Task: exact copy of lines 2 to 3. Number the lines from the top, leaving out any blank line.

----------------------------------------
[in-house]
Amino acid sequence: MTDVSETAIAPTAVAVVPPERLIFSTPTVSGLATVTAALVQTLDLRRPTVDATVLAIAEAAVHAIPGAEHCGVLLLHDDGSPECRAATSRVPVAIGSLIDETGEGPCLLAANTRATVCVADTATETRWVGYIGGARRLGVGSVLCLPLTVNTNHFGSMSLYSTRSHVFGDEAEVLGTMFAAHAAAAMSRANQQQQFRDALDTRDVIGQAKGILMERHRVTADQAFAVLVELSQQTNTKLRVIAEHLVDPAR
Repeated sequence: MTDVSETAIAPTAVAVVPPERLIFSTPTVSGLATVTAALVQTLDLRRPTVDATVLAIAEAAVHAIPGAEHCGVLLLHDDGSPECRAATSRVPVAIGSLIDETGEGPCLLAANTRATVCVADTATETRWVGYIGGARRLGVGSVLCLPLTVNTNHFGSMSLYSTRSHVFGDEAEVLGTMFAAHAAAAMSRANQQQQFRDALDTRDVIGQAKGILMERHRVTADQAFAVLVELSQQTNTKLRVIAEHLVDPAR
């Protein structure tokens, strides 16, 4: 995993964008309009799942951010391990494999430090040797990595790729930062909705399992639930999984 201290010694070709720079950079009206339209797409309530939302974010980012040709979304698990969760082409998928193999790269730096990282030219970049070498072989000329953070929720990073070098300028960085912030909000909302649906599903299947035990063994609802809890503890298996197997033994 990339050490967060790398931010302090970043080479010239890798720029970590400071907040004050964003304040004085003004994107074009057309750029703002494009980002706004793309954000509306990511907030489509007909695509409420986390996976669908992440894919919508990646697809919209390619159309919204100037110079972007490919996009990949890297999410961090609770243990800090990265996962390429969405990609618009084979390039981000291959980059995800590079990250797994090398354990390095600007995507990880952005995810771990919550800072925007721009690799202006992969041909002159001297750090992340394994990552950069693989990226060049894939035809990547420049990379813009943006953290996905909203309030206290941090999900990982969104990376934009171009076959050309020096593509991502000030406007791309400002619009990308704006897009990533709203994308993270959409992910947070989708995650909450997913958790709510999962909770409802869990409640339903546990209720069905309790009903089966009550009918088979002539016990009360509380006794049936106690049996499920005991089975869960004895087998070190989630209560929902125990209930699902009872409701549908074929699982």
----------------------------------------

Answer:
Amino acid sequence: MTDVSETAIAPTAVAVVPPERLIFSTPTVSGLATVTAALVQTLDLRRPTVDATVLAIAEAAVHAIPGAEHCGVLLLHDDGSPECRAATSRVPVAIGSLIDETGEGPCLLAANTRATVCVADTATETRWVGYIGGARRLGVGSVLCLPLTVNTNHFGSMSLYSTRSHVFGDEAEVLGTMFAAHAAAAMSRANQQQQFRDALDTRDVIGQAKGILMERHRVTADQAFAVLVELSQQTNTKLRVIAEHLVDPAR
Repeated sequence: MTDVSETAIAPTAVAVVPPERLIFSTPTVSGLATVTAALVQTLDLRRPTVDATVLAIAEAAVHAIPGAEHCGVLLLHDDGSPECRAATSRVPVAIGSLIDETGEGPCLLAANTRATVCVADTATETRWVGYIGGARRLGVGSVLCLPLTVNTNHFGSMSLYSTRSHVFGDEAEVLGTMFAAHAAAAMSRANQQQQFRDALDTRDVIGQAKGILMERHRVTADQAFAVLVELSQQTNTKLRVIAEHLVDPAR